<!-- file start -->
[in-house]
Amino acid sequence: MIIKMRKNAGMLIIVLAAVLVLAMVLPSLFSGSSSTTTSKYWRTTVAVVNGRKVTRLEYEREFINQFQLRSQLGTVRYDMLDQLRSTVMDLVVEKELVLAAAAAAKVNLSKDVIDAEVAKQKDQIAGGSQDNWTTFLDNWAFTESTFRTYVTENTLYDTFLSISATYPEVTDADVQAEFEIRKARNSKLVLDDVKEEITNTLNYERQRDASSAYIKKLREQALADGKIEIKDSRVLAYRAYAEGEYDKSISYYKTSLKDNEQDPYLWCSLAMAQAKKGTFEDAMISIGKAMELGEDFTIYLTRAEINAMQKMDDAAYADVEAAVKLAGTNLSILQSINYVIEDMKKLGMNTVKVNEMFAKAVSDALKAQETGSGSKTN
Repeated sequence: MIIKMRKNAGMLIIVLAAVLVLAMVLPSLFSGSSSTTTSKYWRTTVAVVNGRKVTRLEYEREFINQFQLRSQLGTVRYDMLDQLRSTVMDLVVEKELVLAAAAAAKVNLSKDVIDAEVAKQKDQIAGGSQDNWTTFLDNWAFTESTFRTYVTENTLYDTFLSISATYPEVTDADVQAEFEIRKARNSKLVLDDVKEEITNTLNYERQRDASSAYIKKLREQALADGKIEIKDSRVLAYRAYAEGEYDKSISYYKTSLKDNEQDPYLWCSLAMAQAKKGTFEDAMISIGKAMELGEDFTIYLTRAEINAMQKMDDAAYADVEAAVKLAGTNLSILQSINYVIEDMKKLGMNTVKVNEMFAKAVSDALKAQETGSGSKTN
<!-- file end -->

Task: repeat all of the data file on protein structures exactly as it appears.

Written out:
[in-house]
Amino acid sequence: MIIKMRKNAGMLIIVLAAVLVLAMVLPSLFSGSSSTTTSKYWRTTVAVVNGRKVTRLEYEREFINQFQLRSQLGTVRYDMLDQLRSTVMDLVVEKELVLAAAAAAKVNLSKDVIDAEVAKQKDQIAGGSQDNWTTFLDNWAFTESTFRTYVTENTLYDTFLSISATYPEVTDADVQAEFEIRKARNSKLVLDDVKEEITNTLNYERQRDASSAYIKKLREQALADGKIEIKDSRVLAYRAYAEGEYDKSISYYKTSLKDNEQDPYLWCSLAMAQAKKGTFEDAMISIGKAMELGEDFTIYLTRAEINAMQKMDDAAYADVEAAVKLAGTNLSILQSINYVIEDMKKLGMNTVKVNEMFAKAVSDALKAQETGSGSKTN
Repeated sequence: MIIKMRKNAGMLIIVLAAVLVLAMVLPSLFSGSSSTTTSKYWRTTVAVVNGRKVTRLEYEREFINQFQLRSQLGTVRYDMLDQLRSTVMDLVVEKELVLAAAAAAKVNLSKDVIDAEVAKQKDQIAGGSQDNWTTFLDNWAFTESTFRTYVTENTLYDTFLSISATYPEVTDADVQAEFEIRKARNSKLVLDDVKEEITNTLNYERQRDASSAYIKKLREQALADGKIEIKDSRVLAYRAYAEGEYDKSISYYKTSLKDNEQDPYLWCSLAMAQAKKGTFEDAMISIGKAMELGEDFTIYLTRAEINAMQKMDDAAYADVEAAVKLAGTNLSILQSINYVIEDMKKLGMNTVKVNEMFAKAVSDALKAQETGSGSKTN